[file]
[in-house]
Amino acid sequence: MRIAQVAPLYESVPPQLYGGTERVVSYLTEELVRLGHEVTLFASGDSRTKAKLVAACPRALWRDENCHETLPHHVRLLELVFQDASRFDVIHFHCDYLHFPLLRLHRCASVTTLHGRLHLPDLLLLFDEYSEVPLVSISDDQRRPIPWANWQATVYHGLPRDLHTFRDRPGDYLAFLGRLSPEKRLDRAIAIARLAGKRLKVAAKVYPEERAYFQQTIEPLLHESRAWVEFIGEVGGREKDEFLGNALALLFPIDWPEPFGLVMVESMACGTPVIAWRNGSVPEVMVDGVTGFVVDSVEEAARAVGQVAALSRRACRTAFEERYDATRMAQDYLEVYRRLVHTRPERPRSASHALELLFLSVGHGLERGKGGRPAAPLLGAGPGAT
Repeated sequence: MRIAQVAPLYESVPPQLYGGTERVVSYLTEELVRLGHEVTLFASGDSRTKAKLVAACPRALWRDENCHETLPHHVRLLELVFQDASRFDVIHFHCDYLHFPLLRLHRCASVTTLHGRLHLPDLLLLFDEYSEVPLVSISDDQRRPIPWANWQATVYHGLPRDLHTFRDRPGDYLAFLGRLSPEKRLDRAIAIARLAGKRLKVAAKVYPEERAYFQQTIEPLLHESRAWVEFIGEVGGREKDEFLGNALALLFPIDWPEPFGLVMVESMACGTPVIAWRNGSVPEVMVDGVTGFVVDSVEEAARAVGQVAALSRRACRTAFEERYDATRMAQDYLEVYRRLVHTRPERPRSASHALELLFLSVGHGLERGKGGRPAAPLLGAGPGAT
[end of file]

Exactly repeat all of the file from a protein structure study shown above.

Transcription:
[in-house]
Amino acid sequence: MRIAQVAPLYESVPPQLYGGTERVVSYLTEELVRLGHEVTLFASGDSRTKAKLVAACPRALWRDENCHETLPHHVRLLELVFQDASRFDVIHFHCDYLHFPLLRLHRCASVTTLHGRLHLPDLLLLFDEYSEVPLVSISDDQRRPIPWANWQATVYHGLPRDLHTFRDRPGDYLAFLGRLSPEKRLDRAIAIARLAGKRLKVAAKVYPEERAYFQQTIEPLLHESRAWVEFIGEVGGREKDEFLGNALALLFPIDWPEPFGLVMVESMACGTPVIAWRNGSVPEVMVDGVTGFVVDSVEEAARAVGQVAALSRRACRTAFEERYDATRMAQDYLEVYRRLVHTRPERPRSASHALELLFLSVGHGLERGKGGRPAAPLLGAGPGAT
Repeated sequence: MRIAQVAPLYESVPPQLYGGTERVVSYLTEELVRLGHEVTLFASGDSRTKAKLVAACPRALWRDENCHETLPHHVRLLELVFQDASRFDVIHFHCDYLHFPLLRLHRCASVTTLHGRLHLPDLLLLFDEYSEVPLVSISDDQRRPIPWANWQATVYHGLPRDLHTFRDRPGDYLAFLGRLSPEKRLDRAIAIARLAGKRLKVAAKVYPEERAYFQQTIEPLLHESRAWVEFIGEVGGREKDEFLGNALALLFPIDWPEPFGLVMVESMACGTPVIAWRNGSVPEVMVDGVTGFVVDSVEEAARAVGQVAALSRRACRTAFEERYDATRMAQDYLEVYRRLVHTRPERPRSASHALELLFLSVGHGLERGKGGRPAAPLLGAGPGAT